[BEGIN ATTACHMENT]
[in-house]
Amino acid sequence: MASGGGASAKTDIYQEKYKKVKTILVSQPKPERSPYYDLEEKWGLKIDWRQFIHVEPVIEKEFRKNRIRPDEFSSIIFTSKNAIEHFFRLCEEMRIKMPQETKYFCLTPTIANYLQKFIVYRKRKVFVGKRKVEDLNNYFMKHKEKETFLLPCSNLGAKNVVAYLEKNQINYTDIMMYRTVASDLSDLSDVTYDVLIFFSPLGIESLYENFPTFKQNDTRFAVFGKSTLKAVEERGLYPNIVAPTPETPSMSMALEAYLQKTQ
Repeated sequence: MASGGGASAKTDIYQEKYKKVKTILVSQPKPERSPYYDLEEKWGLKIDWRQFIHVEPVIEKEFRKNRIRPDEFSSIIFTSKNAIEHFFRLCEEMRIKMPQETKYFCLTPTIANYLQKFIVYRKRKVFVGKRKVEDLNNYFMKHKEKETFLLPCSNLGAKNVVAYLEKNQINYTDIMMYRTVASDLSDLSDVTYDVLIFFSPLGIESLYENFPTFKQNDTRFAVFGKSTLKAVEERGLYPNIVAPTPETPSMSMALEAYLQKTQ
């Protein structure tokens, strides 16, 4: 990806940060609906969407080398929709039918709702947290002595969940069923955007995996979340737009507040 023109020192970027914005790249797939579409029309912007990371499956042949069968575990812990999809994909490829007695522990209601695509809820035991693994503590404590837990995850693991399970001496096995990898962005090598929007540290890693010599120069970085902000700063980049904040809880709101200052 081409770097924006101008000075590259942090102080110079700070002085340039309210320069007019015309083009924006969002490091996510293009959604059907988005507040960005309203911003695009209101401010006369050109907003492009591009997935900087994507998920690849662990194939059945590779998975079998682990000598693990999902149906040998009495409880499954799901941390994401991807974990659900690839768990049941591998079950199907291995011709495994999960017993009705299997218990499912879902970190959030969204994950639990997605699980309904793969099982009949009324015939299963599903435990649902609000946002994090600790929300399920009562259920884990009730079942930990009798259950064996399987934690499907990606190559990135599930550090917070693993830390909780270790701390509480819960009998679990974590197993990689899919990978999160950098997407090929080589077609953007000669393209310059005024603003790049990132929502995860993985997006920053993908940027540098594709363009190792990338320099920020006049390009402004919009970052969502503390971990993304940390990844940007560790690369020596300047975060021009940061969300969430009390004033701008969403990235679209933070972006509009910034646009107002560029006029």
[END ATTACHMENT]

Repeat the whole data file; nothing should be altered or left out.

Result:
[in-house]
Amino acid sequence: MASGGGASAKTDIYQEKYKKVKTILVSQPKPERSPYYDLEEKWGLKIDWRQFIHVEPVIEKEFRKNRIRPDEFSSIIFTSKNAIEHFFRLCEEMRIKMPQETKYFCLTPTIANYLQKFIVYRKRKVFVGKRKVEDLNNYFMKHKEKETFLLPCSNLGAKNVVAYLEKNQINYTDIMMYRTVASDLSDLSDVTYDVLIFFSPLGIESLYENFPTFKQNDTRFAVFGKSTLKAVEERGLYPNIVAPTPETPSMSMALEAYLQKTQ
Repeated sequence: MASGGGASAKTDIYQEKYKKVKTILVSQPKPERSPYYDLEEKWGLKIDWRQFIHVEPVIEKEFRKNRIRPDEFSSIIFTSKNAIEHFFRLCEEMRIKMPQETKYFCLTPTIANYLQKFIVYRKRKVFVGKRKVEDLNNYFMKHKEKETFLLPCSNLGAKNVVAYLEKNQINYTDIMMYRTVASDLSDLSDVTYDVLIFFSPLGIESLYENFPTFKQNDTRFAVFGKSTLKAVEERGLYPNIVAPTPETPSMSMALEAYLQKTQ
């Protein structure tokens, strides 16, 4: 990806940060609906969407080398929709039918709702947290002595969940069923955007995996979340737009507040 023109020192970027914005790249797939579409029309912007990371499956042949069968575990812990999809994909490829007695522990209601695509809820035991693994503590404590837990995850693991399970001496096995990898962005090598929007540290890693010599120069970085902000700063980049904040809880709101200052 081409770097924006101008000075590259942090102080110079700070002085340039309210320069007019015309083009924006969002490091996510293009959604059907988005507040960005309203911003695009209101401010006369050109907003492009591009997935900087994507998920690849662990194939059945590779998975079998682990000598693990999902149906040998009495409880499954799901941390994401991807974990659900690839768990049941591998079950199907291995011709495994999960017993009705299997218990499912879902970190959030969204994950639990997605699980309904793969099982009949009324015939299963599903435990649902609000946002994090600790929300399920009562259920884990009730079942930990009798259950064996399987934690499907990606190559990135599930550090917070693993830390909780270790701390509480819960009998679990974590197993990689899919990978999160950098997407090929080589077609953007000669393209310059005024603003790049990132929502995860993985997006920053993908940027540098594709363009190792990338320099920020006049390009402004919009970052969502503390971990993304940390990844940007560790690369020596300047975060021009940061969300969430009390004033701008969403990235679209933070972006509009910034646009107002560029006029």